Surprisingly slow to get started, "New Avengers" #1 is a disappointingly average first issue -- but with some redeeming glimmers of life. As the new members of Avengers Idea Mechanics (A.I.M.) investigate a disturbance in Paris, Al Ewing and Gerardo Sandoval can't quite give this large cast and lackluster plot the necessary spark, and some front-loaded exposition drags the momentum out of the story. It isn't an exciting first adventure. However, Ewing already has a great handle on some of his characters' voices and, given more time, the team dynamic in this book could be a winner. For now, though, "New Avengers" #1 doesn't come out swinging.
There's something to be said for a "new" title that really does shake up its team membership, and "New Avengers" deserves that credit. I was personally excited to see a lot of these characters back in action, and the creative team has assembled a solid mix of personalities. Unfortunately, as a result of the changes, much of the issue is devoted to exposition. Ewing not only needs to introduce the members of the New Avengers who are heading to Paris -- Wiccan, White Tiger, Power Man, Songbird, Squirrel Girl, Hulkling, Tippy-Toe -- but also the A.I.M team on Avengers Island -- Sunspot, POD, Dr. Max Brashear and Dr. Toni Ho -- as well as Hawkeye and Dum Dum Dugan from S.H.I.E.L.D. Even without the villains, that's nearly as many characters as there are pages. It's the sort of front-loading that would slow almost any issue down and, as a result, "New Avengers" #1 takes a while to get moving.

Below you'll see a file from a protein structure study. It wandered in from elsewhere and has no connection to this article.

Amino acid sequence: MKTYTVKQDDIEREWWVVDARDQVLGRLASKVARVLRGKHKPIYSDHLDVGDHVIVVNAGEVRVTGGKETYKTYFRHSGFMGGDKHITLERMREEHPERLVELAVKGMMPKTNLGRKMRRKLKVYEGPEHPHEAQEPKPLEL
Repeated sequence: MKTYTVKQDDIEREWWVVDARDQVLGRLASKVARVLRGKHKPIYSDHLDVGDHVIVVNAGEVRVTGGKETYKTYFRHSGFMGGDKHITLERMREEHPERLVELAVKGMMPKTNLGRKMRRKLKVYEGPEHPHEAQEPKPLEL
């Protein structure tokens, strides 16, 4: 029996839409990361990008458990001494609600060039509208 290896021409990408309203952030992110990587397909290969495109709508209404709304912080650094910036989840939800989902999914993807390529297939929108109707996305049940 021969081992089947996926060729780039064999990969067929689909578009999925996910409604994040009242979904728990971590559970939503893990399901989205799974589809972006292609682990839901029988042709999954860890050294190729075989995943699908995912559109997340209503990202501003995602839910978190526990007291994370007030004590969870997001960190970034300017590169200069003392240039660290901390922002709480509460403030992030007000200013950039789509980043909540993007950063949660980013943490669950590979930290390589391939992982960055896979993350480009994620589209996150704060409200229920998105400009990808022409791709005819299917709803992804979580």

Even once it gets going, the juxtaposition between the Paris scenario and Sunspot's chummy audit with S.H.I.E.L.D keeps the danger from feeling pressing. At the beginning of the issue, the two are presented as almost equivalent threats, but -- once it's clear Dum Dum is feeling friendly toward A.I.M. -- Sunspot doesn't switch his energy over to the Paris situation. He's still playing pool as he discusses logistics with the team. As a result, the plot feels low-stakes even in the world of the book.
The artwork doesn't help matters, as there's a real tonal dissonance between the script and the artwork. Ewing's dialogue is at its best when it gets downright cozy, but Sandoval's jacked-up, hyper-muscled heroes look forever on the defensive. Wiccan frequently looks like he has the same physique as Hulkling, and characters' eyes are occasionally so hooded that they don't even have irises. Sandoval draws a harder, darker world than the humor and informality in the dialogue might suggest.
This is especially noticeable because that humor and Ewing's sense of these characters are "New Avengers" #1's saving grace. While the team roles are still rather stock -- the clown, the straight man, the leader -- the dialogue already feels natural and full of character for quite a few of them. Squirrel Girl's can-do attitude and the Maker's smugness both made me want to read on far more than the plot did.
All told, "New Avengers" #1 doesn't put its best foot forward, but there's reason to believe it will pick up in issues to come.